Brookline resident Steve Denker recently returned from a licensed, two-week trip to Havana, Cuba, with a suitcase full of photographs, not cigars. Denker, who traveled with his wife, was granted approval to visit Cuba to research his family, which lived in post World War I, pre-Castro, Cuba from 1928 to 1938.
His mother and maternal grandparents arrived in Cuba, opened an underwear factory and lived in Havana through the political unrest of the Machada and Batista regimes, leaving for New York in 1938. Denker had always wanted to visit the places where his family lived, walked and worked. "I was too dumb to ask my mother more questions."
Arranging the trip proved challenging, however. In addition to obtaining their own United States Treasury License because of U.S. travel restrictions, Denker and his wife – who are Orthodox – needed to arrange kosher food for the trip.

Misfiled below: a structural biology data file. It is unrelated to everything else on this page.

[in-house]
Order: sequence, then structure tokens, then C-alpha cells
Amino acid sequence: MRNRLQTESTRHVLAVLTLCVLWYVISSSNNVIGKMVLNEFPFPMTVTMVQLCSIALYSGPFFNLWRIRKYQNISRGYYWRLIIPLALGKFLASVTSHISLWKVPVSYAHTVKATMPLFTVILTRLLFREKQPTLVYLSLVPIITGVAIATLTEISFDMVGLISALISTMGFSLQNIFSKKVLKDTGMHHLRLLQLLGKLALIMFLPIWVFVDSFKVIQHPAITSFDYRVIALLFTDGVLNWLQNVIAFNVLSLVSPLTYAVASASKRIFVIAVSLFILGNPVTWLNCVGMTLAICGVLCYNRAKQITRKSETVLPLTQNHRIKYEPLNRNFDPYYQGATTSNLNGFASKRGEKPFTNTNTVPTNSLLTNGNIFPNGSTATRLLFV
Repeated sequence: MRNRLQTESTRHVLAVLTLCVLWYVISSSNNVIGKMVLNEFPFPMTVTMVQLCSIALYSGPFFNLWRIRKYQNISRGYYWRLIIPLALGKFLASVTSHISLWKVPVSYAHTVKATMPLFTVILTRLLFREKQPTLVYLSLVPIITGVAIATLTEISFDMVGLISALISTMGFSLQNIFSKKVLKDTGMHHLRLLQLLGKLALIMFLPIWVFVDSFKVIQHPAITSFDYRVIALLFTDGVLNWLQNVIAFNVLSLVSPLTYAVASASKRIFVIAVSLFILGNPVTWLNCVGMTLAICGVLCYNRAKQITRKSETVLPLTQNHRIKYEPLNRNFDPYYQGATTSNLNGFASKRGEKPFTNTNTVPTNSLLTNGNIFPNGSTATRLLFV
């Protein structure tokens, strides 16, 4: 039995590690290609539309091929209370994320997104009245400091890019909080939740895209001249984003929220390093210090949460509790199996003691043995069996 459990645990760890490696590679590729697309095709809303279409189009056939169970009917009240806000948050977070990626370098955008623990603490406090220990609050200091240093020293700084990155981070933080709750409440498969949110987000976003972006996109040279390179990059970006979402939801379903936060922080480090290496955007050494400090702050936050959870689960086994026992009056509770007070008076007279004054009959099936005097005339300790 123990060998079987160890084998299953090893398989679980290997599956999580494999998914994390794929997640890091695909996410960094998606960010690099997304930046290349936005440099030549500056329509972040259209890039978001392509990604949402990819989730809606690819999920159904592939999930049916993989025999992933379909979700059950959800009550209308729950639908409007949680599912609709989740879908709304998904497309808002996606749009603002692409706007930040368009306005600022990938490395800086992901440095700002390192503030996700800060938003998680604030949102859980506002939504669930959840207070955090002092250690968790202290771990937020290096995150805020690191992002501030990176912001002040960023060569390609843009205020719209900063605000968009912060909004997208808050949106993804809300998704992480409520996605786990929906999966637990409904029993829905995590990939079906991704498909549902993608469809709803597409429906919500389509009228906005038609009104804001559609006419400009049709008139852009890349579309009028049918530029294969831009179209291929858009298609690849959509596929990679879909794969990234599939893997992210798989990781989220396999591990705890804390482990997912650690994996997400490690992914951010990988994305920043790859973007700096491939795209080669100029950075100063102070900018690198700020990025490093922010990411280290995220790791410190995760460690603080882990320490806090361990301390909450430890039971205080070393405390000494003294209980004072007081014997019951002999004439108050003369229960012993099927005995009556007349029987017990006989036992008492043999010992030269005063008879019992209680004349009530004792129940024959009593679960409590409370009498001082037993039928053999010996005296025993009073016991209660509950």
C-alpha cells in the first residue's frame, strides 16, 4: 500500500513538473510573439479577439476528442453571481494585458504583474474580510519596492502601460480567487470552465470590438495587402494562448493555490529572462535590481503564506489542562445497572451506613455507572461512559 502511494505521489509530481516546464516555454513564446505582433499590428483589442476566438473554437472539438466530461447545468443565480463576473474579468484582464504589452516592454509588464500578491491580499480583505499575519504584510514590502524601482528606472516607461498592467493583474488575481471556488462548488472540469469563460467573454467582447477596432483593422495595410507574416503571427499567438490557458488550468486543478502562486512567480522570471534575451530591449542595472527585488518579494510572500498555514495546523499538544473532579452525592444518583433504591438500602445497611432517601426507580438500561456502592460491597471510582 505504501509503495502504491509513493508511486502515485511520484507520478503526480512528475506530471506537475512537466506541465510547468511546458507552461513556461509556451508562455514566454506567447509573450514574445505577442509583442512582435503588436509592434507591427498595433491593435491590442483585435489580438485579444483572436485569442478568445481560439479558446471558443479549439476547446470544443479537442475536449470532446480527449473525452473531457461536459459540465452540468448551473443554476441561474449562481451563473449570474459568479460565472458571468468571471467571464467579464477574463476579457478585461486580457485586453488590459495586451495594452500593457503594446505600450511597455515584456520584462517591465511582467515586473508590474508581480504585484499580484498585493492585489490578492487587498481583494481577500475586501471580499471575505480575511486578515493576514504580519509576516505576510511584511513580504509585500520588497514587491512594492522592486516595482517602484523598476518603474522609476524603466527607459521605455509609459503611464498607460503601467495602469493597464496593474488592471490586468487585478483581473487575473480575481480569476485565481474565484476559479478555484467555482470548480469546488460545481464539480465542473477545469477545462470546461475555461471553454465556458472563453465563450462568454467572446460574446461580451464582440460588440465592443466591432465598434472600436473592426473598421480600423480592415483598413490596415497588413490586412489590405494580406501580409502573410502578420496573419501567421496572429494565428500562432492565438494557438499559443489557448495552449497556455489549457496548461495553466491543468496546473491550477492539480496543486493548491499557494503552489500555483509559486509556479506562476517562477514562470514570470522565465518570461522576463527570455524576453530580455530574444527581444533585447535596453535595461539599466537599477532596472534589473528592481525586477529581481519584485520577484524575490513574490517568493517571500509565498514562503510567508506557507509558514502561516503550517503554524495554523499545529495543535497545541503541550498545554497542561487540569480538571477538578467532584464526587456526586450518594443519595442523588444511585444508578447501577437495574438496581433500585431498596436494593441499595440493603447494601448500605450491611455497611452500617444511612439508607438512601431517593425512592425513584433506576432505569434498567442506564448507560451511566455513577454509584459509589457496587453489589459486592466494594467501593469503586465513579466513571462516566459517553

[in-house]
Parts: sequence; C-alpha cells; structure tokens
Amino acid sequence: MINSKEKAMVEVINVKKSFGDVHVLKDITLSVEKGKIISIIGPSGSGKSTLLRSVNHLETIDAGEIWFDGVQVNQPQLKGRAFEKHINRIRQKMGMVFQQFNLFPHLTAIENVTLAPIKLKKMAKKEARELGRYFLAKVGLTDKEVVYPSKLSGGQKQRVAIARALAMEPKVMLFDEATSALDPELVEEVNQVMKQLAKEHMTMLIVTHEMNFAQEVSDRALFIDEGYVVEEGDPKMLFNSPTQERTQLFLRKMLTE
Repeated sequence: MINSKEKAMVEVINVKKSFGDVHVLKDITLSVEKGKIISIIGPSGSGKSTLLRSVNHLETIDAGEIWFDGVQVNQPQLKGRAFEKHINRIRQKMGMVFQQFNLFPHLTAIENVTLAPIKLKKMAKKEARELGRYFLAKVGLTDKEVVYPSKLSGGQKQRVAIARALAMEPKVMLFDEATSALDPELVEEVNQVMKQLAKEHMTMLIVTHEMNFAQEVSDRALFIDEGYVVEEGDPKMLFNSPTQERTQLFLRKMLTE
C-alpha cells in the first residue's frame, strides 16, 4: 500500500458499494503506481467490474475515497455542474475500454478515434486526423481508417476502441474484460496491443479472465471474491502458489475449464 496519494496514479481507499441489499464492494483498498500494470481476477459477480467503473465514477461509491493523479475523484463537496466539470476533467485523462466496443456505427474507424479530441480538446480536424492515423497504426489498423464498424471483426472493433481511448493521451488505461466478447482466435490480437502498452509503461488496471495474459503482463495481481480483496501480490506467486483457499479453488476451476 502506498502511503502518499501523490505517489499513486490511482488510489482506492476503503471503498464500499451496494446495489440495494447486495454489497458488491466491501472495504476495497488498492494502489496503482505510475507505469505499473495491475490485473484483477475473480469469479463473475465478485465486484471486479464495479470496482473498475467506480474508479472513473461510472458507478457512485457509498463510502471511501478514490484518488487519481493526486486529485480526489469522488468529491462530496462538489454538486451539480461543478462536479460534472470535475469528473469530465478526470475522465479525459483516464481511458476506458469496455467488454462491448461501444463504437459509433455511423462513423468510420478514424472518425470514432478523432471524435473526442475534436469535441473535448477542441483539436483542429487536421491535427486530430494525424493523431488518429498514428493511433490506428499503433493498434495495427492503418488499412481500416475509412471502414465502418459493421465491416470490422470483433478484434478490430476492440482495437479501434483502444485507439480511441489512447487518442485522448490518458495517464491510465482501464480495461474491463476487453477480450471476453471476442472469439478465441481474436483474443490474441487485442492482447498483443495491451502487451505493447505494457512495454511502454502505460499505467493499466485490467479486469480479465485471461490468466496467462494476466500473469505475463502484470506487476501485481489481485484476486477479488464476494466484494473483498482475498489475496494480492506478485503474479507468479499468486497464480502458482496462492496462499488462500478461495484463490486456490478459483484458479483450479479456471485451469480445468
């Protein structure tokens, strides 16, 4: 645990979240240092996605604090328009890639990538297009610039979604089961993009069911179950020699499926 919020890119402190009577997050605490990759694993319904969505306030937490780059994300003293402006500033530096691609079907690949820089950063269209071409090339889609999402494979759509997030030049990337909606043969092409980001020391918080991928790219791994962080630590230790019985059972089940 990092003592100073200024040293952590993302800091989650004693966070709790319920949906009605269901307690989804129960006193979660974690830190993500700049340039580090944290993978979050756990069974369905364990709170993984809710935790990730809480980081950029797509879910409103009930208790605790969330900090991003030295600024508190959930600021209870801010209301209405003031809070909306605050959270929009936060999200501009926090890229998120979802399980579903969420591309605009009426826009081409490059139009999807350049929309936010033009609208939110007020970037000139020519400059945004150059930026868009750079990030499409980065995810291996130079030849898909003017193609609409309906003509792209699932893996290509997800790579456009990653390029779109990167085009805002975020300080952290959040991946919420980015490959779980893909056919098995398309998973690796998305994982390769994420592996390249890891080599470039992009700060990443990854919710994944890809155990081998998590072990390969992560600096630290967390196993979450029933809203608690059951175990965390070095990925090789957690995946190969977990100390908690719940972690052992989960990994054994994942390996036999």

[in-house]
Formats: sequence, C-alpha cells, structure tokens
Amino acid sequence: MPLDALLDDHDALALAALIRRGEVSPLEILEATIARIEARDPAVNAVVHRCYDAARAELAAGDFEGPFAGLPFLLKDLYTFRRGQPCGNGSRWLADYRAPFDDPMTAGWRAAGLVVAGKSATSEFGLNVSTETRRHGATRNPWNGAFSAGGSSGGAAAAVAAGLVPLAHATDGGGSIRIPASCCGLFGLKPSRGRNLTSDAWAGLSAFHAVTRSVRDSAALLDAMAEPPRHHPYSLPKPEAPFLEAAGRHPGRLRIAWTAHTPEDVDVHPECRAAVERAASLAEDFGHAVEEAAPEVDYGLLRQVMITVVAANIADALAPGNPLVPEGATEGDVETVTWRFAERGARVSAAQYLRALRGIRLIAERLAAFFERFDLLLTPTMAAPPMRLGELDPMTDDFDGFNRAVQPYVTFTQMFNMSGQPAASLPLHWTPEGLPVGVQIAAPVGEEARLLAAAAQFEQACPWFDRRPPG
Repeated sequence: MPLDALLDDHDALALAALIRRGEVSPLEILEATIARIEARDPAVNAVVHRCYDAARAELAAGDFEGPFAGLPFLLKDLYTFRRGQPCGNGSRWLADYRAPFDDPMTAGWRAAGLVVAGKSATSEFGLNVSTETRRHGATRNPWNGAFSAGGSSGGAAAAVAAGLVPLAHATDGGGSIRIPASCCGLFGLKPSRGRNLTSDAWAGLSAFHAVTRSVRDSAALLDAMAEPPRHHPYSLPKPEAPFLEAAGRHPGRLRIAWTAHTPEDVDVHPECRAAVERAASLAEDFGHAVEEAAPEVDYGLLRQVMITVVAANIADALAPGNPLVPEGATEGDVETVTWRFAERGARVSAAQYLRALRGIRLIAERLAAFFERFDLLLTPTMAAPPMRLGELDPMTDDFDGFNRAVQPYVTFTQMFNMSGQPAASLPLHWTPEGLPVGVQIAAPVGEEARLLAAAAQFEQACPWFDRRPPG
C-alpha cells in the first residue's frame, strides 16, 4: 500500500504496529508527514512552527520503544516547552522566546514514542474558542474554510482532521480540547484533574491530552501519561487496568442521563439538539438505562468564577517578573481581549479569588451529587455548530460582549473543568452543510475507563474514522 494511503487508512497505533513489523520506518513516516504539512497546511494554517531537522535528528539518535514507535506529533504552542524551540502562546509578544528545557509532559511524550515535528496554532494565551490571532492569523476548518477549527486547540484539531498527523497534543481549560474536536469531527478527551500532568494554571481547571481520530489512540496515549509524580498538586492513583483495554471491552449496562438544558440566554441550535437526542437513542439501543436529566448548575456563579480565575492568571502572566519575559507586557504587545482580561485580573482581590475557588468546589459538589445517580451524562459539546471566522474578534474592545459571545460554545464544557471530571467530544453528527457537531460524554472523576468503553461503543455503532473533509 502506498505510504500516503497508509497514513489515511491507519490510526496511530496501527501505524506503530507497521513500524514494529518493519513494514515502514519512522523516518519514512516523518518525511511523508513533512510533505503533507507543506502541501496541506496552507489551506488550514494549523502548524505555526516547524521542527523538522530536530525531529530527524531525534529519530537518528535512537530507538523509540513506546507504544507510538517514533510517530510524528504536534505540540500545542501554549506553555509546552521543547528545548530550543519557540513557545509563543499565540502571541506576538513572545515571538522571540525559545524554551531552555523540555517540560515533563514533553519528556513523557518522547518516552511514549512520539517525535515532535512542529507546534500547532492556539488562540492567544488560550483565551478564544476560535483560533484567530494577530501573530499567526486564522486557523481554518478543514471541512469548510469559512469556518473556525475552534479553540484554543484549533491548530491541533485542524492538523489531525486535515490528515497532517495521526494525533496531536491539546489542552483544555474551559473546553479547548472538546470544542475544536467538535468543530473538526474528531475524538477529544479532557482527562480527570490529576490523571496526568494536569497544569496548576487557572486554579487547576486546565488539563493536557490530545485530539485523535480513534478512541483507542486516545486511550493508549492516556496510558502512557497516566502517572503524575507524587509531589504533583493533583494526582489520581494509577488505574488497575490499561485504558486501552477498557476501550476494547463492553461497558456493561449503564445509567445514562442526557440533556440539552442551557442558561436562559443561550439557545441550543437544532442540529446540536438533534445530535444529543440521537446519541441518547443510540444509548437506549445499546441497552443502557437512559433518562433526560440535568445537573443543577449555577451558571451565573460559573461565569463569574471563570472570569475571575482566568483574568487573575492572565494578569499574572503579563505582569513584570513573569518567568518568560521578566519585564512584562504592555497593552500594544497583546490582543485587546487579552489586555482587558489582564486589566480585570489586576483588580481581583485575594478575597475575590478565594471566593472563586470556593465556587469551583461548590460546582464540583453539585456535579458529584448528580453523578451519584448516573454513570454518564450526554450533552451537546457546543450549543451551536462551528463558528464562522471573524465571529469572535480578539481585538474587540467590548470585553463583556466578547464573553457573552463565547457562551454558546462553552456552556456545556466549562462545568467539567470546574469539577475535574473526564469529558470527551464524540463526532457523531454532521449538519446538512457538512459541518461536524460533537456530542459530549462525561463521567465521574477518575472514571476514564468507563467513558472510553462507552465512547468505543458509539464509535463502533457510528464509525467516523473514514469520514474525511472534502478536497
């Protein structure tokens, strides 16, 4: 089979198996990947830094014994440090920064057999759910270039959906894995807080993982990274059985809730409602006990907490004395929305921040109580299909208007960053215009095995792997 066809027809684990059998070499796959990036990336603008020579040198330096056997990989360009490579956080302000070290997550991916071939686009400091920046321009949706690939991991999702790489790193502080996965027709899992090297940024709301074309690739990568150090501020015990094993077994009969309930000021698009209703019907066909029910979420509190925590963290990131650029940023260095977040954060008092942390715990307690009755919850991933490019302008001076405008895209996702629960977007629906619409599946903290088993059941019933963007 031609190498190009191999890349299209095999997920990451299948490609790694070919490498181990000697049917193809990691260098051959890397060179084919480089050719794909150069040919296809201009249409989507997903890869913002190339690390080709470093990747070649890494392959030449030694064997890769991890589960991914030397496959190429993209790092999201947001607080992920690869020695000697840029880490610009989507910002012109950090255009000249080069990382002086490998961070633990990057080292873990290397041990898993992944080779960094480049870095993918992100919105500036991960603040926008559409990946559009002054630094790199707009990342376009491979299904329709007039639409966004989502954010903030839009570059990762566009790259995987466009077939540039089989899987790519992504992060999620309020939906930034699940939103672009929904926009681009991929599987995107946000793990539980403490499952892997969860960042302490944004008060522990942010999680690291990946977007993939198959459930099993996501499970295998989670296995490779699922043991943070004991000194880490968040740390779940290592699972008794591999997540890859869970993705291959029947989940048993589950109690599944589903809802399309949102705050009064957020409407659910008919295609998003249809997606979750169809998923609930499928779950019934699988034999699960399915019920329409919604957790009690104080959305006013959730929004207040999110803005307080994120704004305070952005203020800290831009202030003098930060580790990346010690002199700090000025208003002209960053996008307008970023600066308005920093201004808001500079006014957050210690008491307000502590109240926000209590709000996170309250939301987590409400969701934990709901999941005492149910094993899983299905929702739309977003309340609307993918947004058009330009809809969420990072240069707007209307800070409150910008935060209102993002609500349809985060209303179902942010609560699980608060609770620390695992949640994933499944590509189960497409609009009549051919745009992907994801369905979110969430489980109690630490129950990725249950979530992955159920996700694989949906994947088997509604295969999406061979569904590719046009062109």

“It was exhausting,” said Denker, who began planning the trip months in advance. “We visited Miami, met other Cuban-Americans who had been to Cuba, searched consular records and old Havana phonebooks, sent thousands of e-mails, learned Spanish, and found some time to pack.”
Once they arrived in Havana, the rest was "easy," he says, with local friends to guide them. They brought and cooked their own food, prayed at the Orthodox synagogue and interacted with the Cubans. Denker called it a total immersion experience.
They spent mornings at the Jewish Cemetery in Guanaboca, documenting and photographing the 1,600 gravestones, but the story doesn't say where this resource will be archived for access by other researchers also searching Cuba for family records.
The family's successful business was sold, in part due to growing unrest, and they left in November 1938 for New York. He's the first to return since then.
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